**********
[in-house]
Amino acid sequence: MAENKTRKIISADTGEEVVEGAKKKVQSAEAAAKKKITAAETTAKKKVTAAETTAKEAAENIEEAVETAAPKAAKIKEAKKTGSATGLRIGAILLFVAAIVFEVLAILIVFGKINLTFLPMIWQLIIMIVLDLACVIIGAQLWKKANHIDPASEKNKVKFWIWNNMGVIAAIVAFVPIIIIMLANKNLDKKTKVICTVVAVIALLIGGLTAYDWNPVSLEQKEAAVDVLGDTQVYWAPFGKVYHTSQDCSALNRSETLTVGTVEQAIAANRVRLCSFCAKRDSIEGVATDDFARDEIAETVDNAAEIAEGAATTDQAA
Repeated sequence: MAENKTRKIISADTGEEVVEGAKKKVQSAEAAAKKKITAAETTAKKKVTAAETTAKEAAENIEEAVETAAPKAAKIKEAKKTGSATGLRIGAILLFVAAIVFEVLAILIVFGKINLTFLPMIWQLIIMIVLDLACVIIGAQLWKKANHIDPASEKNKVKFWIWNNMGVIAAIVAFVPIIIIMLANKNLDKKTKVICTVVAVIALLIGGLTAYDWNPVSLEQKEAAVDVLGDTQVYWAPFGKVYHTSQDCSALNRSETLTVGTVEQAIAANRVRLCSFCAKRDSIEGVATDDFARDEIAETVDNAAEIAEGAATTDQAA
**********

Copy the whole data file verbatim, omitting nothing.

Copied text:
[in-house]
Amino acid sequence: MAENKTRKIISADTGEEVVEGAKKKVQSAEAAAKKKITAAETTAKKKVTAAETTAKEAAENIEEAVETAAPKAAKIKEAKKTGSATGLRIGAILLFVAAIVFEVLAILIVFGKINLTFLPMIWQLIIMIVLDLACVIIGAQLWKKANHIDPASEKNKVKFWIWNNMGVIAAIVAFVPIIIIMLANKNLDKKTKVICTVVAVIALLIGGLTAYDWNPVSLEQKEAAVDVLGDTQVYWAPFGKVYHTSQDCSALNRSETLTVGTVEQAIAANRVRLCSFCAKRDSIEGVATDDFARDEIAETVDNAAEIAEGAATTDQAA
Repeated sequence: MAENKTRKIISADTGEEVVEGAKKKVQSAEAAAKKKITAAETTAKKKVTAAETTAKEAAENIEEAVETAAPKAAKIKEAKKTGSATGLRIGAILLFVAAIVFEVLAILIVFGKINLTFLPMIWQLIIMIVLDLACVIIGAQLWKKANHIDPASEKNKVKFWIWNNMGVIAAIVAFVPIIIIMLANKNLDKKTKVICTVVAVIALLIGGLTAYDWNPVSLEQKEAAVDVLGDTQVYWAPFGKVYHTSQDCSALNRSETLTVGTVEQAIAANRVRLCSFCAKRDSIEGVATDDFARDEIAETVDNAAEIAEGAATTDQAA